Stay away from the cheap Chinese brands. Not really to hard with average mechanical skills. The better brands typically include the drain, I always change that out and the supply lines. To me its worth it to change those out periodically.

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Response to Leith (Original post)

Fri Jul 14, 2017, 08:57 PM

12. Don't forget to use plumbers tape and

have a bucket ready to catch any left over water that might come out. DIYS vedios are great.

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Response to safeinOhio (Reply #12)

Mon Jul 17, 2017, 01:06 AM

32. Plumbers tape?

Back in my days, we used plumbers tape to hang pipes in the crawl space or basement, but I guess I'm dating myself.



Ok, I know you were thinking Teflon tape, but there really aren't any connections above the shutoff valve that require the tape these days; they're all compression fittings.

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Response to Leith (Original post)

Fri Jul 14, 2017, 09:02 PM

14. I dreaded having to do that a few years back.

Turned out it was a piece of cake.
YouTube is your friend.

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Response to Leith (Original post)

Fri Jul 14, 2017, 09:23 PM

15. It is easy enough

Don't forget to turn off the water supply to the sink.

when you open the box look for the instructions. Compare the parts to list and familiarize their names. Follow instructions. The first time I did it, I put the pieces together before actually installing them.

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Response to mercuryblues (Reply #15)

Fri Jul 14, 2017, 09:45 PM

17. And always know where your main shut off is

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Response to mercuryblues (Reply #15)

Fri Jul 14, 2017, 09:53 PM

18. Oh, Yeah - Water Is Off Already

We had sprays coming out a couple places. The cheap old faucet that was installed when the house was built probably just disintegrated inside.

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Response to Leith (Original post)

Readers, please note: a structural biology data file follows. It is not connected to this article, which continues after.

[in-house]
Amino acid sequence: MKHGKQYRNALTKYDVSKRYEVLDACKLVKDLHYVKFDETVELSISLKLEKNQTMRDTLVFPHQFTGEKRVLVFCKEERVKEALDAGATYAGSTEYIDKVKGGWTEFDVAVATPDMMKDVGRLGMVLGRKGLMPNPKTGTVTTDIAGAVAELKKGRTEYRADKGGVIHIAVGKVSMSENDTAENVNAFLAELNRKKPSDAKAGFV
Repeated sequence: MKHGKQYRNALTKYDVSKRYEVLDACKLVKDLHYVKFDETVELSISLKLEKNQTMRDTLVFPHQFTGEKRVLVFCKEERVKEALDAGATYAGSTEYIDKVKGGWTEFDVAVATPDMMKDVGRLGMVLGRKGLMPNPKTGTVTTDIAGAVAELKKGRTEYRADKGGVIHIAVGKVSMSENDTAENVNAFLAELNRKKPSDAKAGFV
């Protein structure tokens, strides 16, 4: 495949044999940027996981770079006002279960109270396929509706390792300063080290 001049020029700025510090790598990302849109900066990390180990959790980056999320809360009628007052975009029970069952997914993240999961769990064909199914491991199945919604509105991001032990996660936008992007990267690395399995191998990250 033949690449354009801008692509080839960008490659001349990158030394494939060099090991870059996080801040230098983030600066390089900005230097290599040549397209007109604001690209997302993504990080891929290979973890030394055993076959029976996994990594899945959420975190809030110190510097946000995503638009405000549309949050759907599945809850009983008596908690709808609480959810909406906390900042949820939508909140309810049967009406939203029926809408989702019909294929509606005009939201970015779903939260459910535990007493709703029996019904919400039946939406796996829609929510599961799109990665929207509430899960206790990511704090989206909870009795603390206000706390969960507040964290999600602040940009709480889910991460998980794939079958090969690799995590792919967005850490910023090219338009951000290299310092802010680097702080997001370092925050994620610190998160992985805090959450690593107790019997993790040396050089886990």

Fri Jul 14, 2017, 09:32 PM

16. When I can, I pull the whole sink and then replace the faucet

On some bathroom vanities, this is rather easy to do. You ought to be able to look to see how the sink is secured to the vanity counter. I prefer this method as sometimes with old faucets, everything is so corroded, I've had to hack saw the faucet into pieces in order to get it off the sink. And it's so much easier to take off the old faucet and install the new fixture when the sink is right there on the floor.

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Response to Kaleva (Reply #16)

Sun Jul 16, 2017, 08:02 PM

28. + 1 Agree sink off best and no struggle esp like with ours it had sort of fused in to the sink

Didn't need a saw or anything but the angle to get it off is better .
Then put it all back on the vanity
caulk
use

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Response to Leith (Original post)

Fri Jul 14, 2017, 10:22 PM

19. try to get a good faucet made of metal - metal pipe, metal threads, metal caps nt

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Response to msongs (Reply #19)

Fri Jul 14, 2017, 11:41 PM

24. We live in a place with aggressive water.

The trouble with most new "all metal" faucets I've seen is that only part of the faucet is made out of a good copper alloy. The rest of the faucet will be made out of some horrid die-cast metal with cheap plating that our water will destroy or make ugly in 5-10 years. I've had better luck with faucets from reputable manufacturers that have largely plastic internals and plastic or stainless steel exteriors.

We live in one of the first California cities to have an exemption to use cpvc pipe instead of copper because the water from some wells is so aggressive it can eat copper pipe. What it does to galvanized pipe and die-cast metal is even worse.

But CPVC has issues with chemical hazards, especially with the solvents used to weld pipe and fittings together.